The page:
Richard Leider and David Shapiro helped hundreds of thousands, if not millions of people discover the true purpose of their lives with their classic bestseller Repacking Your Bags. Now they focus their attention on the second half of life, showing readers how to claim their rightful place as new elders, men and women who, the authors write, "use the second half of life as an empty canvas, a blank page, a hunk of clay to be crafted on purpose."
Claiming Your Place at the Fire uses dozens of inspiring and surprising stories of new elders, as well as thought-provoking exercises like the Fireside Chats that conclude each chapter, to help readers address four key questions:
Who am I? How do I stoke the wisdom gained in the first half of my life to burn more brightly in the second half?
Where do I belong? What makes a place the right place for me in the second half?
What do I care about? Where do I want to use my gifts and talents in the second half? What is my purpose? How do I leave a legacy that has real meaning for myself and my loved ones?
What is my purpose? How do I leave a legacy that has real meaning for myself and my loved ones?
For the next 12 years, there will be 10,000 people a day in the U.S. alone turning 50. Never before have so many entered into the second half of life so vital, healthy, and free. And never before have so many had such a hunger for direction in how to live this stage of their lives in a purposeful way. Claiming Your Place at the Fire shows how to embrace the lessons that we learn as we age and share these lessons in a manner that is relevant and meaningful to ourselves and the people whose lives we touch.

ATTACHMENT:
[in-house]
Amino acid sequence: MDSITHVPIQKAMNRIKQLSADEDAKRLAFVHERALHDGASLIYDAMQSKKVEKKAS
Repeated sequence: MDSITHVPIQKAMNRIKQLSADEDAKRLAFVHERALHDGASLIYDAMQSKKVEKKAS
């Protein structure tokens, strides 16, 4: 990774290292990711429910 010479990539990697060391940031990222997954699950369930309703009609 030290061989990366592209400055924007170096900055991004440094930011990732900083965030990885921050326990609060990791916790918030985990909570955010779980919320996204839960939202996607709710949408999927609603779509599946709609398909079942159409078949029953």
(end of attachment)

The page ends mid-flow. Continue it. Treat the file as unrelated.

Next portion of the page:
If you've just received your AARP membership card and wonder what comes next, you might find some help from Leider and Shapiro, co-authors of Repacking Your Bags. They put it a bit more lyrically, using their fire image: this book is for"people who are ready to stoke the wisdom gained in the first half of their lives to burn with a brighter sense of purpose in the second half." Drawing on what Leider learned while sitting around the fire with tribal elders in Tanzania, he refers to his readers as"new elders," meaning people"who never stop reinventing themselves." This isn't a self-help book, exactly: it doesn't offer advice on activities for elders or where to retire. It is a guide to an internal, spiritual search for the purpose of one's older years. Readers who don't mind the New Age-y tone and the references to Ram Dass and dream interpretation as a source of wisdom may find inspiration here for answering the central questions that can guide them to a fulfilling elder life.